Born Raffi Cavoukian, July 8, 1948, in Cairo, Egypt; son of a portrait photographer; immigrated to Canada, 1959; married Debi Pike (a teacher). Education: Attended University of Toronto. Addresses: Home-- Vancouver, British Columbia, Canada. Office-- c/o Troubadour Records Ltd., 1075 Cambie St., Vancouver, British Columbia, Canada M2M 3W3. Publicist-- Sharon Weisz, W3 Public Relations, 8380 Melrose Ave., Suite 105, Los Angeles, CA, 90069. environmentalist.
Singer Raffi Cavoukian, who bills himself as Raffi, is renowned for single-handedly revolutionizing the children's entertainment business. Since he first began performing for children in 1974, his name has become a household word in homes throughout North America; his songs are enjoyed by millions of children and adults alike, who throng to his concerts and buy his records to the tune of more than seven million albums. After more than a dozen years of building his career as a children's entertainer, Raffi has become a self-styled "eco-troubadour," working with adults to promote environmental causes.
Born in Cairo, Egypt, in 1948, Raffi is the son of an internationally acclaimed portrait photographer. His first musical memory is of his father playing the accordion and singing at family gatherings. When Raffi was ten years old, the family immigrated to Canada, where he grew up wanting to be a history teacher. As a child, he enjoyed listening to such singers as Bob Dylan, Pete Seeger, and Joni Mitchell. Raffi taught himself to play the guitar while in high school, and he attended the University of Toronto for several years before dropping out to work full time as a musician. Aspiring to a career as a folksinger, he played in coffeehouses and clubs in Toronto, where he gained a small but enthusiastic following.
In 1974 Raffi's mother-in-law asked him to perform at the day-care center she ran. His wife, Debi Pike, a kindergarten teacher, taught him a few songs, and he enjoyed himself entertaining the children. More offers for children's performances came. Realizing that he had much to learn about an audience of young listeners, mostly two to eight years old, he and Pike avidly read books on child development and psychology. Pike collaborated with Raffi on songs, and they also drew on the resources of their teacher friends Bert and Bonnie Simpson.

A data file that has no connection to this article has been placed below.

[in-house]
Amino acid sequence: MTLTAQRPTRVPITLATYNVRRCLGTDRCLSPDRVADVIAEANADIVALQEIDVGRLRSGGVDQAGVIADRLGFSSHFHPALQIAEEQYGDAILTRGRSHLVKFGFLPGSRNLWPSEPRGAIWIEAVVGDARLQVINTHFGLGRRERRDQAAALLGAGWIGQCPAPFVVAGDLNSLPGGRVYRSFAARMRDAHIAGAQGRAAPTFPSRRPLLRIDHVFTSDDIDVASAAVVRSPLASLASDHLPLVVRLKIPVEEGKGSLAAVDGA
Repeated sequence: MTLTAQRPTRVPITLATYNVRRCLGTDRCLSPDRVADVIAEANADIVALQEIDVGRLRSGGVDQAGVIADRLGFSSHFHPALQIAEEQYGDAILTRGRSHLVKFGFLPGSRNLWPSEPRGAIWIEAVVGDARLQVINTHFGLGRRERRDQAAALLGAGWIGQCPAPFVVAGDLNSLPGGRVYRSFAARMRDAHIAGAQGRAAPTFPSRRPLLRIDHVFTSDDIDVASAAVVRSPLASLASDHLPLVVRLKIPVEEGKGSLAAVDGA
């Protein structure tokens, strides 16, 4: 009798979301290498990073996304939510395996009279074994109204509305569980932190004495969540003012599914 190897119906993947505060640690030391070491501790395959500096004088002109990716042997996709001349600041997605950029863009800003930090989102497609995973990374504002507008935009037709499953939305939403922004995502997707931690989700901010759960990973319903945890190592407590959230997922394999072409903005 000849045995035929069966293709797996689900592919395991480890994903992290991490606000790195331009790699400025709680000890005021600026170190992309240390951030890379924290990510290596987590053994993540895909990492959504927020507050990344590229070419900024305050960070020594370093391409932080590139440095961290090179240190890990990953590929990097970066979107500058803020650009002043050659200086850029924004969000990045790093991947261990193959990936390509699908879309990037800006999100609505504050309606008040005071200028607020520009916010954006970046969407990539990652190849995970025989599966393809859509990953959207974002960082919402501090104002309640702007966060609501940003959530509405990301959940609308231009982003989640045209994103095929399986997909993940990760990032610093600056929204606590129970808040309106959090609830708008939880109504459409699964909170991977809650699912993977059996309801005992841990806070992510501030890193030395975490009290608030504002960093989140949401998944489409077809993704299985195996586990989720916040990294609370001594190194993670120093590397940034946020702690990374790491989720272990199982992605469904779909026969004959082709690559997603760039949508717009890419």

Raffi's first record, Singable Songs for the Very Young, came about at the suggestion of his mother-in-law. Raffi borrowed four thousand dollars from a bank and rented a basement recording studio. Six months later the record was finished, and the singer distributed it himself. For several years he tried to sing to both adult and child audiences. In 1977 he released two records, More Singable Songs for the Very Young and Love Light , the latter a record for adults. Yet Raffi found himself increasingly more comfortable in front of the younger listeners. "I had put a lot of time and energy into my adult career, and I didn't want to give it up," he recalled to Courier-Journal writer Ira Simmons, "but Debi and others around me helped me see that making music for children was in and of itself valuable work. I came to see children for the people they were, and that enabled me to let my adult career go." By 1978 he was devoting all his energy to making music for children.
With largely word-of-mouth advertising, the popularity of Raffi's music grew steadily. His songs became favorites of schoolteachers and day-care workers, and in 1983 he was awarded the Order of Canada, that country's highest civilian award, for his work with children. Once Raffi granted A&M distribution rights in 1984, record sales soared. More than a million copies of Singable Songs for the Very Young have been sold, and it remains the strongest selling of his nine albums. By the end of the 1980s Raffi was performing to sell-out crowds on tours throughout North America and being called the "Bruce Springsteen of the younger set."
Raffi's fans appreciate him for his nonthreatening appearance, pleasant voice, and infectious enthusiasm. In addition, he respects his audience. He is praised for not condescending, and he sings about what interests young children: for example, peanut butter and jelly sandwiches, the zoo, and teddy bears. His music reflects a wide range of styles, including folk, reggae, ragtime, gospel, jazz, country, and calypso, and is spiced with humor. He mixes old favorites with original compositions and is not afraid to sing an occasional song in Spanish or French. While some songs are obviously silly and others allow children to get up and dance in the aisles or their living rooms, all of Raffi's tunes are upbeat. "I don't want to sing sad songs for the kids," he told Simmons. "I don't think it's fair to burden children with more anxieties than they already have." Many parents admire Raffi's songs because they present solid values, but the singer does not try to educate his listeners. "I don't see myself as an educator," he told Providence Journal writer Mike Boehm, "so I don't write with a view to impart lessons. I don't see that as my mission at all, and I'm not sure songs that try to do those things end up being good pieces of music. I'm interested in making good music."